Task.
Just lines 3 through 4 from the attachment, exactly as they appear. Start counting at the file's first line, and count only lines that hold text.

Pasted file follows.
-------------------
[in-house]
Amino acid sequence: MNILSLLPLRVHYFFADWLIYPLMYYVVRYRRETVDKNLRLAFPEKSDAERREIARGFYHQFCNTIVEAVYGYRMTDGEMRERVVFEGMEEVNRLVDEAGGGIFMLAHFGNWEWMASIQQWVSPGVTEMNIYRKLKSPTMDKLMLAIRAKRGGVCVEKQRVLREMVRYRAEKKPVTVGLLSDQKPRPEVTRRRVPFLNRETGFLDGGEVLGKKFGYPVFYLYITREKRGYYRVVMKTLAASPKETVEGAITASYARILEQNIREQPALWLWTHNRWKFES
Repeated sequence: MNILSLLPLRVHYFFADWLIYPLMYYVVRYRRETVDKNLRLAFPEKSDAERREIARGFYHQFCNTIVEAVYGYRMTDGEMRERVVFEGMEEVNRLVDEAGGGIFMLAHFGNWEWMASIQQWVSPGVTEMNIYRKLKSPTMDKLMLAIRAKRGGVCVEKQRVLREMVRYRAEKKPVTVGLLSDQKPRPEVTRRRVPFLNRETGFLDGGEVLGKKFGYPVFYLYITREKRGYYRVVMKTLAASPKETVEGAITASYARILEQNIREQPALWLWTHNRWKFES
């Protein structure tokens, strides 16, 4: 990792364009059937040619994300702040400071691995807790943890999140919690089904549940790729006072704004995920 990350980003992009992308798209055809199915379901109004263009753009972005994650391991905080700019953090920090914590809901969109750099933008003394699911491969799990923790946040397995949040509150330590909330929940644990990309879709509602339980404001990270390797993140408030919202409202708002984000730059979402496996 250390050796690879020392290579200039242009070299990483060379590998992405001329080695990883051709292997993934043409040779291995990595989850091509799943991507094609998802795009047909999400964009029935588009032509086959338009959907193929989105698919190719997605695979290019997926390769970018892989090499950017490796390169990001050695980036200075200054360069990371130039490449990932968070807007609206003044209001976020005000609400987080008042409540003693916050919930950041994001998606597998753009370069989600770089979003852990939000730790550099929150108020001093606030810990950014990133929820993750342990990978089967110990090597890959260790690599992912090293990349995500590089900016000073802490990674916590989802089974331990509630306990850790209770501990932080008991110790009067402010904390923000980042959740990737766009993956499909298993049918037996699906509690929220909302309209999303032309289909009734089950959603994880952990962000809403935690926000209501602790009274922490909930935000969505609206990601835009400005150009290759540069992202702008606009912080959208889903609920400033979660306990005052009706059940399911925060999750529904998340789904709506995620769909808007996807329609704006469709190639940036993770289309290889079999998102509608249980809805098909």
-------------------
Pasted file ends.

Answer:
Repeated sequence: MNILSLLPLRVHYFFADWLIYPLMYYVVRYRRETVDKNLRLAFPEKSDAERREIARGFYHQFCNTIVEAVYGYRMTDGEMRERVVFEGMEEVNRLVDEAGGGIFMLAHFGNWEWMASIQQWVSPGVTEMNIYRKLKSPTMDKLMLAIRAKRGGVCVEKQRVLREMVRYRAEKKPVTVGLLSDQKPRPEVTRRRVPFLNRETGFLDGGEVLGKKFGYPVFYLYITREKRGYYRVVMKTLAASPKETVEGAITASYARILEQNIREQPALWLWTHNRWKFES
């Protein structure tokens, strides 16, 4: 990792364009059937040619994300702040400071691995807790943890999140919690089904549940790729006072704004995920 990350980003992009992308798209055809199915379901109004263009753009972005994650391991905080700019953090920090914590809901969109750099933008003394699911491969799990923790946040397995949040509150330590909330929940644990990309879709509602339980404001990270390797993140408030919202409202708002984000730059979402496996 250390050796690879020392290579200039242009070299990483060379590998992405001329080695990883051709292997993934043409040779291995990595989850091509799943991507094609998802795009047909999400964009029935588009032509086959338009959907193929989105698919190719997605695979290019997926390769970018892989090499950017490796390169990001050695980036200075200054360069990371130039490449990932968070807007609206003044209001976020005000609400987080008042409540003693916050919930950041994001998606597998753009370069989600770089979003852990939000730790550099929150108020001093606030810990950014990133929820993750342990990978089967110990090597890959260790690599992912090293990349995500590089900016000073802490990674916590989802089974331990509630306990850790209770501990932080008991110790009067402010904390923000980042959740990737766009993956499909298993049918037996699906509690929220909302309209999303032309289909009734089950959603994880952990962000809403935690926000209501602790009274922490909930935000969505609206990601835009400005150009290759540069992202702008606009912080959208889903609920400033979660306990005052009706059940399911925060999750529904998340789904709506995620769909808007996807329609704006469709190639940036993770289309290889079999998102509608249980809805098909």